Indian Journal of Anaesthesia  
About us | Editorial board | Search | Ahead of print | Current Issue | Past Issues | Instructions
Home | Login  | Users Online: 853  Print this pageEmail this pageSmall font sizeDefault font sizeIncrease font size    


CLINICAL INVESTIGATION
Year : 2015  |  Volume : 59  |  Issue : 2  |  Page : 96-102

Cuff leak test and laryngeal survey for predicting post-extubation stridor


1 Department of Internal Medicine, Alameda County Medical Center, Oakland, CA 94602, USA
2 Department of Internal Medicine, Alameda County Medical Center, Charles Drew University of Medicine and Science, Lynwood, CA 90262, USA
3 Department of Internal Medicine, Division of Critical Care, Alameda County Medical Center, Oakland, CA 94602; Department of Internal Medicine, University of California, San Francisco, CA 94143, USA

Correspondence Address:
Dr. Colin Feeney
Department of Medicine, Division of Critical Care, Alameda County Medical Center, 1411 East 31st Street, Oakland, CA 94602
USA
Login to access the Email id

Source of Support: None, Conflict of Interest: None


DOI: 10.4103/0019-5049.151371

Rights and Permissions

Background and Aims: Evidence for the predictive value of the cuff leak test (CLT) for post-extubation stridor (PES) is conflicting. We evaluated the association and accuracy of CLT alone or combined with other laryngeal parameters with PES. Methods: Fifty-one mechanically ventilated adult patients in a medical-surgical intensive care unit were tested prior to extubation using; CLT, laryngeal ultrasound and indirect laryngoscopy. Biometric, laryngeal and endotracheal tube (ETT) parameters were recorded. Results: PES incidence was 4%. CLT demonstrated 'no leak' in 20% of patients. Laryngeal oedema was present in 10% of the patients on indirect laryngoscopy, and 71% of the patients had a Grades 1-3 indirect laryngoscopic view. Mean air column width on laryngeal ultrasound was 0.66 ± 0.15 cm (cuff deflated), mean ratio of ETT to laryngeal diameter was 0.48 ± 0.07, and the calculated CLT and laryngeal survey composite was 0.86 ± 1.25 (range 0-5). CLT and the CLT and Laryngeal survey composite measure were not associated with or predict PES. Age, sex, peri-extubation steroid use, intubation duration and body mass index were not associated with PES. Conclusion: Even including ultrasonographic and indirect laryngoscopic examination of the airway, no single aspect of the CLT or combination with laryngeal parameters accurately predicts PES.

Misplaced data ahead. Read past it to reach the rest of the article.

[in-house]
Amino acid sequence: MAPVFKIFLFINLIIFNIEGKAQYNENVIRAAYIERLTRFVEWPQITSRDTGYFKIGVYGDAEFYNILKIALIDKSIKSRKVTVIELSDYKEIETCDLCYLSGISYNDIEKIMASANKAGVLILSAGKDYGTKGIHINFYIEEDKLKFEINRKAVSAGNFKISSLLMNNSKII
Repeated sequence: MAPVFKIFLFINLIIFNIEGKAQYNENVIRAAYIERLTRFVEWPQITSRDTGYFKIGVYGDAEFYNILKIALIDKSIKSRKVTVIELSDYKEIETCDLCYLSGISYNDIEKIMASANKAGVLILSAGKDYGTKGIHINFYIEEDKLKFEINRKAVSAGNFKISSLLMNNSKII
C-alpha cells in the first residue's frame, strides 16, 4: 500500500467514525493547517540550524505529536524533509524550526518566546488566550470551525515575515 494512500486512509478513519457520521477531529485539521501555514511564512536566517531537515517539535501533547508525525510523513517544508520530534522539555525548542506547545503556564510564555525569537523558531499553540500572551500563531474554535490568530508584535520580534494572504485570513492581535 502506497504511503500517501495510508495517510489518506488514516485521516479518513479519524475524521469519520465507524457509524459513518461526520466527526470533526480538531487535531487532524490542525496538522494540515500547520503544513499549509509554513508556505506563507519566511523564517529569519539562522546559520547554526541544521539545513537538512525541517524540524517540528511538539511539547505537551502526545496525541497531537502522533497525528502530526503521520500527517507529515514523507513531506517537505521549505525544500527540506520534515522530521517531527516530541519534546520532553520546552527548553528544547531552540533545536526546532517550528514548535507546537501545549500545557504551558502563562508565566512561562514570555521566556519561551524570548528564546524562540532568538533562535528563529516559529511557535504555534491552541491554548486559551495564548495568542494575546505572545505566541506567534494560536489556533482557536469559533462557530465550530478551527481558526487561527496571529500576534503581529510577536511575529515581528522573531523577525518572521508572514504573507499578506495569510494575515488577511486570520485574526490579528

[FULL TEXT] [PDF]*
Print this article     Email this article
 Next article
 Previous article
 Table of Contents

 Similar in PUBMED
   Search Pubmed for
   Search in Google Scholar for
 Related articles
 Citation Manager
 Access Statistics
 Reader Comments
 Email Alert *
 Add to My List *
 * Requires registration (Free)
 

 Article Access Statistics
    Viewed4682    
    Printed25    
    Emailed0    
    PDF Downloaded1089    
    Comments [Add]    
    Cited by others 2    

Recommend this journal